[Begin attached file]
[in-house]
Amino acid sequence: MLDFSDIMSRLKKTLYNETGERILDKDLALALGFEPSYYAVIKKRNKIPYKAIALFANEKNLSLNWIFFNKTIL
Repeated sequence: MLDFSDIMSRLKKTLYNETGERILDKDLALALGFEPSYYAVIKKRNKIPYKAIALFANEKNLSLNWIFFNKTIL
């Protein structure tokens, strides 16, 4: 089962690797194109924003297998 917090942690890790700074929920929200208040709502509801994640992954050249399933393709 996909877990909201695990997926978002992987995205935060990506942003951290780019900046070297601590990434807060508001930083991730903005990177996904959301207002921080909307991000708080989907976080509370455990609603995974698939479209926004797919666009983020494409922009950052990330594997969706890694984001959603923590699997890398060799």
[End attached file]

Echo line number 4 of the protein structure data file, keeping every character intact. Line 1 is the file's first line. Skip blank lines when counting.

């Protein structure tokens, strides 16, 4: 089962690797194109924003297998 917090942690890790700074929920929200208040709502509801994640992954050249399933393709 996909877990909201695990997926978002992987995205935060990506942003951290780019900046070297601590990434807060508001930083991730903005990177996904959301207002921080909307991000708080989907976080509370455990609603995974698939479209926004797919666009983020494409922009950052990330594997969706890694984001959603923590699997890398060799």